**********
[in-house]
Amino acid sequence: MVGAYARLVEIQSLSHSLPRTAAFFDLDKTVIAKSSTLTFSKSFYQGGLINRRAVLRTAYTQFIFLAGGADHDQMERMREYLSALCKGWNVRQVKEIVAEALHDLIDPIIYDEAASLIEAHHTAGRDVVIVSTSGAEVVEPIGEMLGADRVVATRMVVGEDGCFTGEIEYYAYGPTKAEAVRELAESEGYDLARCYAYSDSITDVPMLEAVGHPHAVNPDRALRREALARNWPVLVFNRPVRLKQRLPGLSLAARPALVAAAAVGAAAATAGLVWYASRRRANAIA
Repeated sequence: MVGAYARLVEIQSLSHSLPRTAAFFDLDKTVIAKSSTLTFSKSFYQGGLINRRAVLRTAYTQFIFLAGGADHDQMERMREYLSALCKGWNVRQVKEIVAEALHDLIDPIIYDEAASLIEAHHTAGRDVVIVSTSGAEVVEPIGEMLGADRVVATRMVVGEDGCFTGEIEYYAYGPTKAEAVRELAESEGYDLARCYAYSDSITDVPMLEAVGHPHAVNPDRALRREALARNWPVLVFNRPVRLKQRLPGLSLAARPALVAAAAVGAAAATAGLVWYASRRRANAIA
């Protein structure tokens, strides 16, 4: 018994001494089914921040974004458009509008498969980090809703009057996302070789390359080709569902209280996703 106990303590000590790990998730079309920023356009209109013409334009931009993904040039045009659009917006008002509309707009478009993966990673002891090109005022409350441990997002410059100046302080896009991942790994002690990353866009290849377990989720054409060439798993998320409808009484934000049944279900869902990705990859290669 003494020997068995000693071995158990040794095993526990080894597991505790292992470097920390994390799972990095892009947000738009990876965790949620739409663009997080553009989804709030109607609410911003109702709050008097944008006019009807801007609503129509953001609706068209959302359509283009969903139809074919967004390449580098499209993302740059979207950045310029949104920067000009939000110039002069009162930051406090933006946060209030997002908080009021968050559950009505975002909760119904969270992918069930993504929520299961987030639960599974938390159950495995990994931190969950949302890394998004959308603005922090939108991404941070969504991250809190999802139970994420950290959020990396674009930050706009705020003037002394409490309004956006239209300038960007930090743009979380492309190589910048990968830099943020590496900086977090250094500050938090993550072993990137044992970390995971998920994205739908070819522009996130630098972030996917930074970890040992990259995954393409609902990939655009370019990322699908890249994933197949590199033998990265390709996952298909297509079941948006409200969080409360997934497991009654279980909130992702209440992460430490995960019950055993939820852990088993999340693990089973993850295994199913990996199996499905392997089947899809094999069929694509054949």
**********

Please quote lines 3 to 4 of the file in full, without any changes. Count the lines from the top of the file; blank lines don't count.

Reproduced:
Repeated sequence: MVGAYARLVEIQSLSHSLPRTAAFFDLDKTVIAKSSTLTFSKSFYQGGLINRRAVLRTAYTQFIFLAGGADHDQMERMREYLSALCKGWNVRQVKEIVAEALHDLIDPIIYDEAASLIEAHHTAGRDVVIVSTSGAEVVEPIGEMLGADRVVATRMVVGEDGCFTGEIEYYAYGPTKAEAVRELAESEGYDLARCYAYSDSITDVPMLEAVGHPHAVNPDRALRREALARNWPVLVFNRPVRLKQRLPGLSLAARPALVAAAAVGAAAATAGLVWYASRRRANAIA
């Protein structure tokens, strides 16, 4: 018994001494089914921040974004458009509008498969980090809703009057996302070789390359080709569902209280996703 106990303590000590790990998730079309920023356009209109013409334009931009993904040039045009659009917006008002509309707009478009993966990673002891090109005022409350441990997002410059100046302080896009991942790994002690990353866009290849377990989720054409060439798993998320409808009484934000049944279900869902990705990859290669 003494020997068995000693071995158990040794095993526990080894597991505790292992470097920390994390799972990095892009947000738009990876965790949620739409663009997080553009989804709030109607609410911003109702709050008097944008006019009807801007609503129509953001609706068209959302359509283009969903139809074919967004390449580098499209993302740059979207950045310029949104920067000009939000110039002069009162930051406090933006946060209030997002908080009021968050559950009505975002909760119904969270992918069930993504929520299961987030639960599974938390159950495995990994931190969950949302890394998004959308603005922090939108991404941070969504991250809190999802139970994420950290959020990396674009930050706009705020003037002394409490309004956006239209300038960007930090743009979380492309190589910048990968830099943020590496900086977090250094500050938090993550072993990137044992970390995971998920994205739908070819522009996130630098972030996917930074970890040992990259995954393409609902990939655009370019990322699908890249994933197949590199033998990265390709996952298909297509079941948006409200969080409360997934497991009654279980909130992702209440992460430490995960019950055993939820852990088993999340693990089973993850295994199913990996199996499905392997089947899809094999069929694509054949």